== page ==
Health reform has reduced the number early retirees without health insurance

By age 64, more than half of all workers are retired despite the fact that Medicare doesn’t kick in for most of them until age 65. The decline of employer-sponsored health insurance for retirees means that many people who make such a decision risk being uninsured. Beginning in 2014, the Affordable Care Act brought new insurance options to the scene, including private insurance through the marketplace and Medicaid expansion in some states.

Researchers Helen Levy, Thomas Buchmueller, and Sayeh Nikpay looked at whether early retirees took up these options in “Health Reform and Health Insurance Coverage of Early Retirees.”  The study uses 2008-2014 data from the Census Bureau’s American Community Survey (ACS). The large sample allows the researchers to look at coverage changes for relatively smaller populations, such as low-income early retirees.

  • Between 2013 and 2014, the fraction of early retirees without health insurance declined from 14.7 percent to 11.2 percent, reversing a trend toward increasing uninsurance in recent years.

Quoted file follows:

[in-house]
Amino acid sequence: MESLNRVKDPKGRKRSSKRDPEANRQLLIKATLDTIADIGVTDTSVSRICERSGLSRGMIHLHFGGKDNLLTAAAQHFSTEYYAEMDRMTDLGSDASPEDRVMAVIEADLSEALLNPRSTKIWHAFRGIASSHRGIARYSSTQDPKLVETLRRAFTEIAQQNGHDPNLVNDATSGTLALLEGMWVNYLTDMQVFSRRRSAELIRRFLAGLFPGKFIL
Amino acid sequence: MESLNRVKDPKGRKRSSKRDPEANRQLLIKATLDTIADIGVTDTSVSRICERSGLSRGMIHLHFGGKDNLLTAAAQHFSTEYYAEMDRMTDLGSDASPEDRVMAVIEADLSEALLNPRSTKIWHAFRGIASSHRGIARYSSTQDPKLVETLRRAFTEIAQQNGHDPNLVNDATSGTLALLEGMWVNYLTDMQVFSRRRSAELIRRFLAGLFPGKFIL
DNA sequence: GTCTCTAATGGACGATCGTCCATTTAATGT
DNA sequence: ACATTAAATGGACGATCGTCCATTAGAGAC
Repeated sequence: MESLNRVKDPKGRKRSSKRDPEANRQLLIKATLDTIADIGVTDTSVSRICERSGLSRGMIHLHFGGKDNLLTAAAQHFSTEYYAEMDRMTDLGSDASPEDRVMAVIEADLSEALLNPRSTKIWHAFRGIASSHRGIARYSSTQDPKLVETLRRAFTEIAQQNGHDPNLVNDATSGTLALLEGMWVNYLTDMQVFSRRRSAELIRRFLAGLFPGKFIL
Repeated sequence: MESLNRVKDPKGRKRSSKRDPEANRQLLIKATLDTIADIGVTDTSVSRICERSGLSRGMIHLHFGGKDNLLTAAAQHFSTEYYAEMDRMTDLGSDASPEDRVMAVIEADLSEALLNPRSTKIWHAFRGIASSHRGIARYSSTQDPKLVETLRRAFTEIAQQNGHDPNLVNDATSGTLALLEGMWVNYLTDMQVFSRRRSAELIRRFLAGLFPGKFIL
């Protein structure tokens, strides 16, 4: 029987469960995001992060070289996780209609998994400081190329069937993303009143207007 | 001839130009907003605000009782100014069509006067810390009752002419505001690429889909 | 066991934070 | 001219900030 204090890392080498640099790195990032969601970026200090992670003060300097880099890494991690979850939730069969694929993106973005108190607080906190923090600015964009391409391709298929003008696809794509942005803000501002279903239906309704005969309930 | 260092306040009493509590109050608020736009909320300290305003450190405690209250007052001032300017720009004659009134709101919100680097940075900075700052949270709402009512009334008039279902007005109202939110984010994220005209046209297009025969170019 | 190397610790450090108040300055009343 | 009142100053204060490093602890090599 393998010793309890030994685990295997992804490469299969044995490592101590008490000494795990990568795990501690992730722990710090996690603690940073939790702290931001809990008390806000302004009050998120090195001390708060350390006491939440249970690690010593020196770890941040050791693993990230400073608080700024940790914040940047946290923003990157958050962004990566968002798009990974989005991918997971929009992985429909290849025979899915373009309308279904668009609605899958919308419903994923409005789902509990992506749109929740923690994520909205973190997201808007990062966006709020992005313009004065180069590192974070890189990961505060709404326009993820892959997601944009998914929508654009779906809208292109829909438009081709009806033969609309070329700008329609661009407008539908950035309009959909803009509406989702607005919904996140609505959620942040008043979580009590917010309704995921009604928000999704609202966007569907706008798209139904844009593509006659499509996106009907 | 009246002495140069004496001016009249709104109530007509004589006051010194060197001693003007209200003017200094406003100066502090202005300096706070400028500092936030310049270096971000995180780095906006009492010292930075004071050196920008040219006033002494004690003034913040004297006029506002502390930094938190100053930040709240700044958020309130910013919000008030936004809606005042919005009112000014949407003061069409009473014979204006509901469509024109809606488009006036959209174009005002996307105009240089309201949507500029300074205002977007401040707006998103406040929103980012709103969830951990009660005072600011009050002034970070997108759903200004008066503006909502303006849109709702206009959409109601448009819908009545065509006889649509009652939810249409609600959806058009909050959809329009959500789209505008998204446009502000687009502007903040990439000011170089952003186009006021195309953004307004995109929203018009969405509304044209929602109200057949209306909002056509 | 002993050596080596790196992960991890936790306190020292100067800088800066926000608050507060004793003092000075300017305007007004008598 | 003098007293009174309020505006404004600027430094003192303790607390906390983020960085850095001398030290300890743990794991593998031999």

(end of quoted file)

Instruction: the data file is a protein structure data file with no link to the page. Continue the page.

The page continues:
• Gains in coverage among early retirees were driven by increases in both Medicaid and private, nongroup coverage.
  • Gains in coverage were larger in states that implemented the Affordable Care Act’s Medicaid expansion in January 2014 than in states that did not.
  • The gains in coverage disproportionately benefited low-income early retirees and therefore reduced the gradient in coverage with respect to income.
  • There is no evidence of an acceleration of the decline in employer-sponsored coverage for early retirees, either overall or in states that expanded Medicaid.
Figure four: Fraction of Early Retirees uninsured by income level medicaid expansion versus nonexpansion states from American Community Survey data

Graphic source: “Health Reform and Health Insurance Coverage of Early Retirees.” FPL stands for federal poverty level.

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